But the angel said to them, “Do not be afraid. I bring you good news that will cause great joy for all the people.” Luke 2:10 (NIV)
What must those humble shepherds have thought when they heard the angels proclaiming joy for everyone? Did that include them, even them? Did they anticipate freedom from Rome? Perhaps relief from their hardships and marginalization? How did those shepherds define joy?
As part of that vast throng to whom the message of joy applies, how do we today characterize joy? Is joy a permanent fix for chronic physical suffering? Is it the mending of broken hearts? Is it the realization of a dream that has long eluded us? How do we define joy?
We know that joy is distinguished from happiness, which is dependent on circumstances. Joy is not temporary; it’s not based on emotions, relationships, or things; and it’s not egocentric. Joy can’t be intimidated. It is a gift from God and is a fruit of the Spirit. We don’t produce joy; God causes it to grow in us as we love, obey, and abide in him.
This abiding in him in which our heart is turned to him produces that joy that strengthens and empowers us in all circumstances when happiness would abandon. While happiness seduces us to look inward, constantly measuring personal satisfaction and comfort, joy opens our eyes to the eternal and God’s perspective of our world. We see his hand, his care, his love, his provision, his opportunity, and so on rather than time-bound circumstances.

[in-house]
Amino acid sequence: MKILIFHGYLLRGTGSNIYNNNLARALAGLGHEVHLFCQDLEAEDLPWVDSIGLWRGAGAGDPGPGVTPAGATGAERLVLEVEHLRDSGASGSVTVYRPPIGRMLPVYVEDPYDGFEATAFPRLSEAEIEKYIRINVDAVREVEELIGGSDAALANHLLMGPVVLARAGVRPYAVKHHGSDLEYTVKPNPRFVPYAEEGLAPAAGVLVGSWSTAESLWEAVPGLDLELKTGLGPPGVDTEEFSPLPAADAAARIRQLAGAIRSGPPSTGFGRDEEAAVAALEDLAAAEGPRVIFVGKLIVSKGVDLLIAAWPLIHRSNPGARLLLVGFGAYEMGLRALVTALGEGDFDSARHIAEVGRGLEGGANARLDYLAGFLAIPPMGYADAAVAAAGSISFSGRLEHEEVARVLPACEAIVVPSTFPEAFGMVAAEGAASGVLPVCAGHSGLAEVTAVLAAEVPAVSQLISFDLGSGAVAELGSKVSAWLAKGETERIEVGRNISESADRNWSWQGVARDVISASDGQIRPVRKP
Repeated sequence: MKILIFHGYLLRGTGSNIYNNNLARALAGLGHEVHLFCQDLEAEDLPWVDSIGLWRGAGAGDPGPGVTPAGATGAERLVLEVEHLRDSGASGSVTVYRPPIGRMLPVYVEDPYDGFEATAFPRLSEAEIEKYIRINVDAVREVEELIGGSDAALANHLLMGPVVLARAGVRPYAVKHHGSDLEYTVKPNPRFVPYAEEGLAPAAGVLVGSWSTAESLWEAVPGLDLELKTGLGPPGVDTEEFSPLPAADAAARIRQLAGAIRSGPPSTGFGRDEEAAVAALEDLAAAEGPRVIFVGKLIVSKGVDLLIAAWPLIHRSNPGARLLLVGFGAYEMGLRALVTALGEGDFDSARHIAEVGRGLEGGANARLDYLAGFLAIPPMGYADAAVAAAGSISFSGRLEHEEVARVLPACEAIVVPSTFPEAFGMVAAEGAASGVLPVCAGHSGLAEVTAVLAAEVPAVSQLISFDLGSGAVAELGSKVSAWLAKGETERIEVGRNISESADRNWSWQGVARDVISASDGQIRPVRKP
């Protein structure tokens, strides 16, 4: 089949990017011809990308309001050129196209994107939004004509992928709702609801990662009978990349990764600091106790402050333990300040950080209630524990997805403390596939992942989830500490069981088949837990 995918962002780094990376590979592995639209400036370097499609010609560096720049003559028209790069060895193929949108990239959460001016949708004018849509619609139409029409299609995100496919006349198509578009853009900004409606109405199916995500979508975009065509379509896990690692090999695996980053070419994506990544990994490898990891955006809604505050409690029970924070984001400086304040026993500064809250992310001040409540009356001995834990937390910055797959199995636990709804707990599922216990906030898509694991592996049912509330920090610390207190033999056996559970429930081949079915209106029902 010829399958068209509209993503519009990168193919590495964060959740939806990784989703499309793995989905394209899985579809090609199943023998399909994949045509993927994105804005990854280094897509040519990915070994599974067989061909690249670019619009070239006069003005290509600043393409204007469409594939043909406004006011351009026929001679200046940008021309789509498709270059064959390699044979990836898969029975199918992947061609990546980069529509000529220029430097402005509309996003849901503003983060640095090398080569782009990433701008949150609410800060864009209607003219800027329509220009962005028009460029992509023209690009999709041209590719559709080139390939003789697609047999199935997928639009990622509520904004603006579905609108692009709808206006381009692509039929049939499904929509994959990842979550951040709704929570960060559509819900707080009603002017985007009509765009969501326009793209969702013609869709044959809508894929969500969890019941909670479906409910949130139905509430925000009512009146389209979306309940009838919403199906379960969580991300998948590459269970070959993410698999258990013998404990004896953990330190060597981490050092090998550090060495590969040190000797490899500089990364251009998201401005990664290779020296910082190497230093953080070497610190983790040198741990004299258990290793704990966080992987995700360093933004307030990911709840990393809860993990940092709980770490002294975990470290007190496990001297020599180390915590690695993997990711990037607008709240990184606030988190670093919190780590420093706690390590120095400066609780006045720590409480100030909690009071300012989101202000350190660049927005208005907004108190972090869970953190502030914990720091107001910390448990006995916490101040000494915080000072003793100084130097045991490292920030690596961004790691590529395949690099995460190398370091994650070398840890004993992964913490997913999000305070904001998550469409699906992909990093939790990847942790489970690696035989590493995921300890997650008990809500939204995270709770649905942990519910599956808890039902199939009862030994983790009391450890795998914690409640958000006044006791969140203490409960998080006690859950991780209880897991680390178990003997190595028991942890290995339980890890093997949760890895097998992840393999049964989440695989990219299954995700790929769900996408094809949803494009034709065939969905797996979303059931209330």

On our recent trip to Uganda, we took time to visit the Martyr’s Shrine that honors 45 Christians who died in the late 20th Century when they acknowledged a King greater than the Kabaka (tribal king). The young men refused to abandon their faith even when threatened with death. Some were dragged, others experienced amputation of extremities, and still others were disemboweled. Those brave Christians were next wrapped all around with sticks and then roasted on a huge fire. For some it took three days to die.
So what does this have to do with joy? Those young men are not honored every June 3 on Martyr’s Day simply because they would not denounce Jesus Christ or their faith in him. The eyewitnesses who watched them suffer said that they all died while singing hymns of praise to their King. Joy cannot be extinguished by earthly devices. Perhaps they each experienced that Fourth Man in the fire (Daniel 3:25) who graced them with joy that overcame all pain.
The angel’s message of joy to the world is the gift of Jesus in whose presence is fullness of joy; at his right hand there are pleasures for evermore (Psalm 16:11). REAL, never-ending joy that lasts forever.
Father, we are so easily satisfied with temporary, superficial things. Awaken us to the eternal riches that are found only in you. In Jesus’ name. AMEN.